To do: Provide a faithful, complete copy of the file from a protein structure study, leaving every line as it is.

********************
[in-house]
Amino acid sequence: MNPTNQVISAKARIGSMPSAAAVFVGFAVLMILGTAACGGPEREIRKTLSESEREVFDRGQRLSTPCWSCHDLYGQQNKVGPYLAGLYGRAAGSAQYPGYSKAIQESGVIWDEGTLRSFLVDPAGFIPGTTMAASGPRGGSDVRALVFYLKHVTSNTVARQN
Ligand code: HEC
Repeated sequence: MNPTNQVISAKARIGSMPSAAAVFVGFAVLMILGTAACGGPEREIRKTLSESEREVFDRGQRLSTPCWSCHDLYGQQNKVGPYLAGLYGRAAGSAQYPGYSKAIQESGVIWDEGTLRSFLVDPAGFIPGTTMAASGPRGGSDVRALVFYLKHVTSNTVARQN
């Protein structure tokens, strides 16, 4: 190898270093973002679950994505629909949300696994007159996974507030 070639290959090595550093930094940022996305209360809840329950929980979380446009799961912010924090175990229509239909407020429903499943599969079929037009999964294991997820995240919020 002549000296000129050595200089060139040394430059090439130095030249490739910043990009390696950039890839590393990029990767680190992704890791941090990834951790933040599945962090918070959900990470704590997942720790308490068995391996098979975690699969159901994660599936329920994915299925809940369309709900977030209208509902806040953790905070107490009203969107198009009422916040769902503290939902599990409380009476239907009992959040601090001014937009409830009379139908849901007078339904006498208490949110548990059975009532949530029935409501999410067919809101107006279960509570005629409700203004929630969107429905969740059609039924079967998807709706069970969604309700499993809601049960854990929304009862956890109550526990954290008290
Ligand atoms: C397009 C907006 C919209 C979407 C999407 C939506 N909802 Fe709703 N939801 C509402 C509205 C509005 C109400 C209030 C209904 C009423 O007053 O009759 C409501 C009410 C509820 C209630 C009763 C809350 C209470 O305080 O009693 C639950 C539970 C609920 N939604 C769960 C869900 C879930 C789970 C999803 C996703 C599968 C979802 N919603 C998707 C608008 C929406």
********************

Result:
[in-house]
Amino acid sequence: MNPTNQVISAKARIGSMPSAAAVFVGFAVLMILGTAACGGPEREIRKTLSESEREVFDRGQRLSTPCWSCHDLYGQQNKVGPYLAGLYGRAAGSAQYPGYSKAIQESGVIWDEGTLRSFLVDPAGFIPGTTMAASGPRGGSDVRALVFYLKHVTSNTVARQN
Ligand code: HEC
Repeated sequence: MNPTNQVISAKARIGSMPSAAAVFVGFAVLMILGTAACGGPEREIRKTLSESEREVFDRGQRLSTPCWSCHDLYGQQNKVGPYLAGLYGRAAGSAQYPGYSKAIQESGVIWDEGTLRSFLVDPAGFIPGTTMAASGPRGGSDVRALVFYLKHVTSNTVARQN
């Protein structure tokens, strides 16, 4: 190898270093973002679950994505629909949300696994007159996974507030 070639290959090595550093930094940022996305209360809840329950929980979380446009799961912010924090175990229509239909407020429903499943599969079929037009999964294991997820995240919020 002549000296000129050595200089060139040394430059090439130095030249490739910043990009390696950039890839590393990029990767680190992704890791941090990834951790933040599945962090918070959900990470704590997942720790308490068995391996098979975690699969159901994660599936329920994915299925809940369309709900977030209208509902806040953790905070107490009203969107198009009422916040769902503290939902599990409380009476239907009992959040601090001014937009409830009379139908849901007078339904006498208490949110548990059975009532949530029935409501999410067919809101107006279960509570005629409700203004929630969107429905969740059609039924079967998807709706069970969604309700499993809601049960854990929304009862956890109550526990954290008290
Ligand atoms: C397009 C907006 C919209 C979407 C999407 C939506 N909802 Fe709703 N939801 C509402 C509205 C509005 C109400 C209030 C209904 C009423 O007053 O009759 C409501 C009410 C509820 C209630 C009763 C809350 C209470 O305080 O009693 C639950 C539970 C609920 N939604 C769960 C869900 C879930 C789970 C999803 C996703 C599968 C979802 N919603 C998707 C608008 C929406």